Matt Feazell

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Matt Feazell
Born Matthew Jordan Feazell[1]
1955 (age 61–62)[1]
Nationality American
Area(s) Cartoonist
Notable works

Matt Feazell (b. 1955) is an American cartoonist from Hamtramck, Michigan, primarily working in minicomics. He is best known for his wryly humorous The Amazing Cynicalman series and the simple “stick figure” art style he uses for it. Cynicalman appears in the introduction to Scott McCloud's book Understanding Comics, in which Feazell's work is cited as an example of “iconic” art taken to its greatest degree.

Early life and education[edit]

Feazell's comics influences included Jack Kirby, Hank Ketcham, and Will Eisner.[1] In high school he experimented with stick-figure comics, but also developed a more traditional comics style.[2]

He received his B.S. in Community/Fine Arts from Southern Illinois University.[1]


In addition to self-publishing Cynicalman, Feazell's work has been published by Aardvark-Vanaheim, AC Comics, Arrow Comics, Caliber Press, Fictioneer Books, Last Gasp, NBM Publishing, Eclipse Comics, and First Comics.[1] Steeldragon Press published his series Ant-Boy from 1986–1988.[2] From 2004–2007, he was also a regular contributor to Disney Adventures magazine with his strip "Dizzy Adventures."[2]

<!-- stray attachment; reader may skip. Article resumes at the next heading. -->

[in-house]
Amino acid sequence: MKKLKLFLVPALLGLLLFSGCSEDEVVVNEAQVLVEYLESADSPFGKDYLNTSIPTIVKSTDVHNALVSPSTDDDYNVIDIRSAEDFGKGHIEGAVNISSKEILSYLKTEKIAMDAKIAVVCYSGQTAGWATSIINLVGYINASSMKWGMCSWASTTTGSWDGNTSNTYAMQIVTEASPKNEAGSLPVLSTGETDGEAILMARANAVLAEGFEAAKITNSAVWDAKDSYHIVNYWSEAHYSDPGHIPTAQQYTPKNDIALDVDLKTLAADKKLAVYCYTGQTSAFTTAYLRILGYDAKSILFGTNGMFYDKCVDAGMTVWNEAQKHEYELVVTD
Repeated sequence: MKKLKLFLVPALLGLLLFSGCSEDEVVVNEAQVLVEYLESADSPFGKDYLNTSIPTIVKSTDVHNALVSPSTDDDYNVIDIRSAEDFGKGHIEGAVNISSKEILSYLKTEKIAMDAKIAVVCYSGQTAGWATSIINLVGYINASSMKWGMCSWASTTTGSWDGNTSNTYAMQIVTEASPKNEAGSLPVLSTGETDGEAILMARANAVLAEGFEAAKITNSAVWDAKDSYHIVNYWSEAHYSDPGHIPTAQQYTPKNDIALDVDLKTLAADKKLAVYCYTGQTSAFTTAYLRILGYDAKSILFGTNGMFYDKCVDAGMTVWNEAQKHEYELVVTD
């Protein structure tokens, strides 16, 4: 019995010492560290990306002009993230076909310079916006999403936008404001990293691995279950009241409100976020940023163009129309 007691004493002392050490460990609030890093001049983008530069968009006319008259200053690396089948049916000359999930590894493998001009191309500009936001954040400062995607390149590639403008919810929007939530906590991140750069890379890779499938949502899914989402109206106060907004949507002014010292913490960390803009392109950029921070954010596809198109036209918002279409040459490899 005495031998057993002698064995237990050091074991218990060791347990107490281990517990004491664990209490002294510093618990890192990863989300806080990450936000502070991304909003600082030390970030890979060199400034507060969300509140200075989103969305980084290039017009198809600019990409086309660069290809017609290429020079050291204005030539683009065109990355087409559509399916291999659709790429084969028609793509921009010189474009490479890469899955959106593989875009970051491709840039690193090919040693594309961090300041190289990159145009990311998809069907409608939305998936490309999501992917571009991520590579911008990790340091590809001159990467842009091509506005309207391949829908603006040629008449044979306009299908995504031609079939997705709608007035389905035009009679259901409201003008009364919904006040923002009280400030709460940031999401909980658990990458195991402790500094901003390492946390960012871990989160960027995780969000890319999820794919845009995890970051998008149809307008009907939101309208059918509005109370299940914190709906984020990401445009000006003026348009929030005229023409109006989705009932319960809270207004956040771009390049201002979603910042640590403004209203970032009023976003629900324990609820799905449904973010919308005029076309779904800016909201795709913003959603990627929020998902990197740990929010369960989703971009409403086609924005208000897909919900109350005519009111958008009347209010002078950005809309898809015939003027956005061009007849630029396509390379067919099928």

A regular on the small press comics festival scene, he has appeared at multiple local comic-cons in Michigan.

The Amazing Cynicalman[edit]

In the 1980s Feazell produced short pieces entitled “The Adventures of Zot! in Dimension 10½” which appeared as backup stories in issues of Scott McCloud’s series Zot!.

Cynicalman and his supporting cast (including Antisocialman, CuteGirl, and StupidBoy) have been featured in Feazell’s minicomics, and in a weekly newspaper strip carried in a few Michigan papers from 1997–2002. Some of his work has been collected in paperbacks entitled Cynicalman, The Paperback (minicomics material), ERT! (minicomics), and The Amazing Cynicalman (the newspaper strip).

Feazell has made a graphic novel called The Death of Antisocialman featuring Antisocialman and multiple characters from the cynicalman comics. There are 12 chapters in the novel series, all of which are available on Feazell's site.

In 2012, Feazell released The Amazing Cynicalman, a feature-length film he wrote and directed, based on his comics work.


  1. ^ a b c d e Feazell entry. Who's Who of American Comic Books, 1928–1999. Accessed March 28, 2016.
  2. ^ a b c Feazell entry, Lambiek's Comiclopedia. Accessed March 28, 2016.

External links[edit]